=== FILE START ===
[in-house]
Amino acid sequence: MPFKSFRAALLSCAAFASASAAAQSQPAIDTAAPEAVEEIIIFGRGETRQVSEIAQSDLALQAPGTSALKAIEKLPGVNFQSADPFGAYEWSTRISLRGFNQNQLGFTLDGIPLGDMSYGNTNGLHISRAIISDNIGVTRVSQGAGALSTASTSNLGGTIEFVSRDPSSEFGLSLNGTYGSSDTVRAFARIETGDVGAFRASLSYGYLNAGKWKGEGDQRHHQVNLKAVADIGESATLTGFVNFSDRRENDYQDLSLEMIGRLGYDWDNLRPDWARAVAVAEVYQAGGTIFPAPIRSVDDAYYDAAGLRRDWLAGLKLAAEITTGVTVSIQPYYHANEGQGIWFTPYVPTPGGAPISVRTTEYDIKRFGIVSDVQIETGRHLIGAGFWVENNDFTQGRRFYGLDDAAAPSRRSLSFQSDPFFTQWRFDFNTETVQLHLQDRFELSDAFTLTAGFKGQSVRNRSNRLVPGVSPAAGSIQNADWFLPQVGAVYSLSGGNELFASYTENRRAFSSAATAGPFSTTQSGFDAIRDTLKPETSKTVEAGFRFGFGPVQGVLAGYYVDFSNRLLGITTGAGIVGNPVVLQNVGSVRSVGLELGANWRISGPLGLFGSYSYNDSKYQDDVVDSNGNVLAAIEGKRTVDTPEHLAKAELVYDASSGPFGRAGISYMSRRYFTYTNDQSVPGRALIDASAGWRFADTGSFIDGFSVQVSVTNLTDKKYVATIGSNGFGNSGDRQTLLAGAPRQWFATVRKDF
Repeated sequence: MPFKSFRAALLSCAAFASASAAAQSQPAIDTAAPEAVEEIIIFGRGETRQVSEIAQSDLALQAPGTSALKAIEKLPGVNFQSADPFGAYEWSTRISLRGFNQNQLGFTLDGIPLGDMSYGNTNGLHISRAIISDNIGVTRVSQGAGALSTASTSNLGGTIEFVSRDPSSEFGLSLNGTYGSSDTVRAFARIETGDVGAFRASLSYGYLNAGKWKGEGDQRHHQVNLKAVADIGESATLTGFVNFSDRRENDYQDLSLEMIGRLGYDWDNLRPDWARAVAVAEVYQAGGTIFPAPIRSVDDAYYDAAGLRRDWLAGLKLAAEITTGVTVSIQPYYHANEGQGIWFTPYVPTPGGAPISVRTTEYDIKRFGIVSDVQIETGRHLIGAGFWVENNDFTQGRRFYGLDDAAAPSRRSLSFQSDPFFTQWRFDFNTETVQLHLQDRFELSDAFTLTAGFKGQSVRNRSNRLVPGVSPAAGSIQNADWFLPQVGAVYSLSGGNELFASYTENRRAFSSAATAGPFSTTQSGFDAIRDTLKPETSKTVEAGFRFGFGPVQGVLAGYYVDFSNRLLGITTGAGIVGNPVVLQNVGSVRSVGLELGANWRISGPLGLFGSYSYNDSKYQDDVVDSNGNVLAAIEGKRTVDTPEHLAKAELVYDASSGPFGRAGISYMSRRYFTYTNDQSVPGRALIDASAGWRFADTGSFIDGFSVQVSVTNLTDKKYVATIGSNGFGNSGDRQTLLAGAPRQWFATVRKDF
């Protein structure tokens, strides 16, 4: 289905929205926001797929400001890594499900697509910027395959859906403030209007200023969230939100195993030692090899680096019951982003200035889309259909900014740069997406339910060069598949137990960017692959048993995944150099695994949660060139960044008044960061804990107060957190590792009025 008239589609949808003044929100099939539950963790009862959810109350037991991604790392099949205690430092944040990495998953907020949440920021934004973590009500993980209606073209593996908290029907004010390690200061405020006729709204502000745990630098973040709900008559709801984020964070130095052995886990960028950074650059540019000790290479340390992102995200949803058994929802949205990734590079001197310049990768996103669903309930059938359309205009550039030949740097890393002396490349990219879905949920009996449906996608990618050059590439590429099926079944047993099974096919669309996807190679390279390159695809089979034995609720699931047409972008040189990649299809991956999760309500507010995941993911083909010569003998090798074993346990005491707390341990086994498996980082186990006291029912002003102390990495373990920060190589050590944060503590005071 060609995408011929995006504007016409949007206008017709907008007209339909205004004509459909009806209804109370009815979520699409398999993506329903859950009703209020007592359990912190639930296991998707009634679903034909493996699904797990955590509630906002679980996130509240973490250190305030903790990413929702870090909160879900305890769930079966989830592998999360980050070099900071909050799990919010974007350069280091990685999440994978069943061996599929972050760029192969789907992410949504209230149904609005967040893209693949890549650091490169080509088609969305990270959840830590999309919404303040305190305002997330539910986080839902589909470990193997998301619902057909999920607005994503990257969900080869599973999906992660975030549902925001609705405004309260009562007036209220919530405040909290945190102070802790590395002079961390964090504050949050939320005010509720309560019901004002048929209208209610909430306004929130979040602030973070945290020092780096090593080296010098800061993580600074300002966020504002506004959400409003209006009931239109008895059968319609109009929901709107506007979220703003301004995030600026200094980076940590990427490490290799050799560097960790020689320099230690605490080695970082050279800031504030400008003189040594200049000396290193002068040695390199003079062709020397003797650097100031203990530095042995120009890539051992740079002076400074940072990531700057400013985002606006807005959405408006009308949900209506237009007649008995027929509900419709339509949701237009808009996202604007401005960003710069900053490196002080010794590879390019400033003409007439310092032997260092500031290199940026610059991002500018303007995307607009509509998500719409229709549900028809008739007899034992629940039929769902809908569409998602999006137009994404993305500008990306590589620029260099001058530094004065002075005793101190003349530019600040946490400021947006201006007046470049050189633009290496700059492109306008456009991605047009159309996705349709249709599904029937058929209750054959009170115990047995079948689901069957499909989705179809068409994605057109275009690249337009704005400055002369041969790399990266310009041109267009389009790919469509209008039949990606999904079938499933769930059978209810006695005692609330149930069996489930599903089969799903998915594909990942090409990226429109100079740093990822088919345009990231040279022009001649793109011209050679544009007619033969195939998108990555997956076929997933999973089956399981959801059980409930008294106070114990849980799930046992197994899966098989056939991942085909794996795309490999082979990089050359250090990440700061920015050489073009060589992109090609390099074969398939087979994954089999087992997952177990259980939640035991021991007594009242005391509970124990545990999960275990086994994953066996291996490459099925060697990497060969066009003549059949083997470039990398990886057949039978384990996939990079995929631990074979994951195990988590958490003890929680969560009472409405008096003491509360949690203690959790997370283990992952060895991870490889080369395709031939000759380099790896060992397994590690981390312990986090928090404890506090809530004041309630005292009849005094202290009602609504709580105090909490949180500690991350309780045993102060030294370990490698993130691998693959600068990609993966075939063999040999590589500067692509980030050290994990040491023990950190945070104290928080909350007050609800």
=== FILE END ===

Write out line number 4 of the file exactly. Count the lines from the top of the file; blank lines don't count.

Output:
């Protein structure tokens, strides 16, 4: 289905929205926001797929400001890594499900697509910027395959859906403030209007200023969230939100195993030692090899680096019951982003200035889309259909900014740069997406339910060069598949137990960017692959048993995944150099695994949660060139960044008044960061804990107060957190590792009025 008239589609949808003044929100099939539950963790009862959810109350037991991604790392099949205690430092944040990495998953907020949440920021934004973590009500993980209606073209593996908290029907004010390690200061405020006729709204502000745990630098973040709900008559709801984020964070130095052995886990960028950074650059540019000790290479340390992102995200949803058994929802949205990734590079001197310049990768996103669903309930059938359309205009550039030949740097890393002396490349990219879905949920009996449906996608990618050059590439590429099926079944047993099974096919669309996807190679390279390159695809089979034995609720699931047409972008040189990649299809991956999760309500507010995941993911083909010569003998090798074993346990005491707390341990086994498996980082186990006291029912002003102390990495373990920060190589050590944060503590005071 060609995408011929995006504007016409949007206008017709907008007209339909205004004509459909009806209804109370009815979520699409398999993506329903859950009703209020007592359990912190639930296991998707009634679903034909493996699904797990955590509630906002679980996130509240973490250190305030903790990413929702870090909160879900305890769930079966989830592998999360980050070099900071909050799990919010974007350069280091990685999440994978069943061996599929972050760029192969789907992410949504209230149904609005967040893209693949890549650091490169080509088609969305990270959840830590999309919404303040305190305002997330539910986080839902589909470990193997998301619902057909999920607005994503990257969900080869599973999906992660975030549902925001609705405004309260009562007036209220919530405040909290945190102070802790590395002079961390964090504050949050939320005010509720309560019901004002048929209208209610909430306004929130979040602030973070945290020092780096090593080296010098800061993580600074300002966020504002506004959400409003209006009931239109008895059968319609109009929901709107506007979220703003301004995030600026200094980076940590990427490490290799050799560097960790020689320099230690605490080695970082050279800031504030400008003189040594200049000396290193002068040695390199003079062709020397003797650097100031203990530095042995120009890539051992740079002076400074940072990531700057400013985002606006807005959405408006009308949900209506237009007649008995027929509900419709339509949701237009808009996202604007401005960003710069900053490196002080010794590879390019400033003409007439310092032997260092500031290199940026610059991002500018303007995307607009509509998500719409229709549900028809008739007899034992629940039929769902809908569409998602999006137009994404993305500008990306590589620029260099001058530094004065002075005793101190003349530019600040946490400021947006201006007046470049050189633009290496700059492109306008456009991605047009159309996705349709249709599904029937058929209750054959009170115990047995079948689901069957499909989705179809068409994605057109275009690249337009704005400055002369041969790399990266310009041109267009389009790919469509209008039949990606999904079938499933769930059978209810006695005692609330149930069996489930599903089969799903998915594909990942090409990226429109100079740093990822088919345009990231040279022009001649793109011209050679544009007619033969195939998108990555997956076929997933999973089956399981959801059980409930008294106070114990849980799930046992197994899966098989056939991942085909794996795309490999082979990089050359250090990440700061920015050489073009060589992109090609390099074969398939087979994954089999087992997952177990259980939640035991021991007594009242005391509970124990545990999960275990086994994953066996291996490459099925060697990497060969066009003549059949083997470039990398990886057949039978384990996939990079995929631990074979994951195990988590958490003890929680969560009472409405008096003491509360949690203690959790997370283990992952060895991870490889080369395709031939000759380099790896060992397994590690981390312990986090928090404890506090809530004041309630005292009849005094202290009602609504709580105090909490949180500690991350309780045993102060030294370990490698993130691998693959600068990609993966075939063999040999590589500067692509980030050290994990040491023990950190945070104290928080909350007050609800």